Just in case you weren’t aware, Rae Morris is a genius. Not only is she incredibly talented at creating the most gorgeous beauty looks, but she also knows her stuff. As in, realllllly knows her stuff. She’s essentially a make-up encyclopedia in human form.
As the Beauty Director of Priceline, she recently worked on the Festival of Beauty campaign (along with The Hillsand The City star, Whitney Port), and created eight stunning beauty looks. Here are just two examples of this woman’s brilliance.
I had the opportunity to chat to Rae and pick her brain about all things make-up. And while her wisdom covers anti-ageing tricks to the weirdly useful ways to use your beauty products (she swears by dry shampoo in a sweaty shoe/foot scenario), I was most impressed with her tips for highlighting.
We all know highlighting is going mainstream (um, hello there, strobing!), but it was a make-up artist technique long before it had any fancy names or official steps, so naturally, Rae had some brilliant advice to dish.
HOW TO PICK YOUR HIGHLIGHTING COLOUR
You know how you’ve seen different coloured illuminators? Like, some are gold, some bronze, and some even a bit creamy coloured? Well, according to Rae, you should pick the shade of your highlighter based on your skin tone.
“For pale skin, use an eggshell coloured highlighter. For pale-to-medium skin, use gold, and for medium-to-dark, use a bronze highlighter. And if you’re not sure if the highlighting colour is right, test it above your lip or on your collarbone – you shouldn’t see any colour, only shine. If you put your highlighter there [on your collarbone] and it’s orange or brown, it’s too dark. It’s gotta be your skin, just a bit shiny.”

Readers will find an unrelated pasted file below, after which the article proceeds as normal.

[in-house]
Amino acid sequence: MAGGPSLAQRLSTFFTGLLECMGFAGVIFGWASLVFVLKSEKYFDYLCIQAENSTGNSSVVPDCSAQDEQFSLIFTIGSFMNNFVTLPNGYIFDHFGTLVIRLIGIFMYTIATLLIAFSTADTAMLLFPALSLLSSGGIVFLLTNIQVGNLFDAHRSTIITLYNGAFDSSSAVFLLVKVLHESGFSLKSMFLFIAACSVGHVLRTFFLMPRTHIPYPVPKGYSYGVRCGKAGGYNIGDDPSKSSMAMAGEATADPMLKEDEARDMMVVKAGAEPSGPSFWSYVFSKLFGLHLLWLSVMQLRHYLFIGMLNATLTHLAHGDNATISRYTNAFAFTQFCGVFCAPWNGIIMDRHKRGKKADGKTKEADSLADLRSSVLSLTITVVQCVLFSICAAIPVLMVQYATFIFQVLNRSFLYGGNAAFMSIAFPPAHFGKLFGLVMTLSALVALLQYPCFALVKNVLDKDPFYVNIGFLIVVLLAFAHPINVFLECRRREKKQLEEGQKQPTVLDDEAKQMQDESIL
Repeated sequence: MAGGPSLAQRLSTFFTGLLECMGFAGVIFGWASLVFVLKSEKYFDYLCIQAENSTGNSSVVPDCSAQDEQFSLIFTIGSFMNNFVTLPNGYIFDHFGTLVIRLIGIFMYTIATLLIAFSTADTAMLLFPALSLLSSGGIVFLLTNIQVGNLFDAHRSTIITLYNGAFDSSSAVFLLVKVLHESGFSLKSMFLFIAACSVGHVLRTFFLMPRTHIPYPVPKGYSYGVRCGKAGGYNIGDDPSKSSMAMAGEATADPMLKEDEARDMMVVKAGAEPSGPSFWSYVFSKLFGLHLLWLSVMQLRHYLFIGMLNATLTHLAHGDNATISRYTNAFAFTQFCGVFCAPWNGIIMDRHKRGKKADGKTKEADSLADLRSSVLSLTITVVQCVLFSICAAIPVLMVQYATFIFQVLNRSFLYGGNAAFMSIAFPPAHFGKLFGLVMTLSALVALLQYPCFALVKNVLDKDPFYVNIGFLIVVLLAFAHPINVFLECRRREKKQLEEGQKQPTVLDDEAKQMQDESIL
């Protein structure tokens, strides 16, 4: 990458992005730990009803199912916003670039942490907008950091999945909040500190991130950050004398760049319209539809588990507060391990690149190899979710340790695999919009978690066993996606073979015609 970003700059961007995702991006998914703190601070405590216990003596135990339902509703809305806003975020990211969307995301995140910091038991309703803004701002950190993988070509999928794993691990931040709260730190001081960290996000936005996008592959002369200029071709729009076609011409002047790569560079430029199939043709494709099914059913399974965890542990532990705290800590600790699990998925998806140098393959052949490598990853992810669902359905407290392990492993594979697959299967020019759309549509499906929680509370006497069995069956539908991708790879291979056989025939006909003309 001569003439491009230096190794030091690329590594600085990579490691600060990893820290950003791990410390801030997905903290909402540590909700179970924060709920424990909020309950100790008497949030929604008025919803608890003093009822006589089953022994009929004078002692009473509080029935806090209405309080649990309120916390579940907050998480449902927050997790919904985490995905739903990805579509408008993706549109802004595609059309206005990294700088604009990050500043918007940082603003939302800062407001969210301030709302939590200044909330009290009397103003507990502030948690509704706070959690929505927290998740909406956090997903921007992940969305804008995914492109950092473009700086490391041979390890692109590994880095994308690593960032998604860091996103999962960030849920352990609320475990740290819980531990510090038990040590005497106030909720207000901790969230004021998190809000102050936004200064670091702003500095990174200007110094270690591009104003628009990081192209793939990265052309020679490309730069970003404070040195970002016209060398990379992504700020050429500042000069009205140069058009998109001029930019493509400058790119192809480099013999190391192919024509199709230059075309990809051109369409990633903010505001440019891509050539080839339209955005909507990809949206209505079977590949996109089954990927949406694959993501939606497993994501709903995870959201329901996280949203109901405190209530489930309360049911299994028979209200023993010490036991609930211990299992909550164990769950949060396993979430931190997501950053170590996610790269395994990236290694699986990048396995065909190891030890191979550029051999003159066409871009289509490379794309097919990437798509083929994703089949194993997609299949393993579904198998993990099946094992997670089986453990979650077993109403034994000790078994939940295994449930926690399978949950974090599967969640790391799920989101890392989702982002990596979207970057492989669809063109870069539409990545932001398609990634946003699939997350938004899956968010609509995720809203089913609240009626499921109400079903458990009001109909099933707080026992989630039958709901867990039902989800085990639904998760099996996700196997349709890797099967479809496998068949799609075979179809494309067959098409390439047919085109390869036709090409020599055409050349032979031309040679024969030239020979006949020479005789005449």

It’s also a good idea to avoid anything that’s too white or silver, or lighter than your skin tone, as this will end up looking frosty.
WHERE TO HIGHLIGHT
It depends on your skin, really.
Rae says, “If you’ve got quite good or unlined skin, use a luminising primer all over to give you that glow straight away. If you don’t have the most amazing skin, then an illuminating primer will enhance lines and blemishes, so it’s best to use the foundation that you love and highlight certain areas. How you do that is just down the centre of your nose and high cheekbones (but avoid this if you have a lot of smile lines) and then do the inner corners of your eyes, above your lip and if you are a little dry, you can highlight the centre of your forehead.”
The other reason you’d highlight the centre of your forehead? “It’s actually quite anti-ageing,” explains Rae, “because when you’re younger, you have a rounder forehead. As we age, our foreheads flatten – that’s why contouring around the hairline and highlighting the centre works so well. In surgery, they actually fill that part of the forehead to give it more fullness. If you highlight, you get that beautiful, youthful, rounded effect.”
CREAM OR POWDER HIGHLIGHTER?
Whatever formulation of foundation you use, follow suit with your highlighter.
“If you’re using cream foundation, highlight with creams, because creams blend with creams. And if you’re using powdered foundation, use powder because once you powder your skin, you don’t want to break it up with cream,” explains Rae.
HIGHLIGHT IN THE, UM, LIGHT
Some people don’t factor in the light when highlighting, but according to Rae, it’s crucial! She says, “My main tip is this: you have to highlight with light on the area, so don’t do a part that’s in the shadow. You’ve got to have light on your face – highlight, and then when you turn away from the light, you shouldn’t see it all. It’s like that little surprise as the light hits it. That’s how you should do it.”
Do you use highlighter? Would you try Rae’s tips?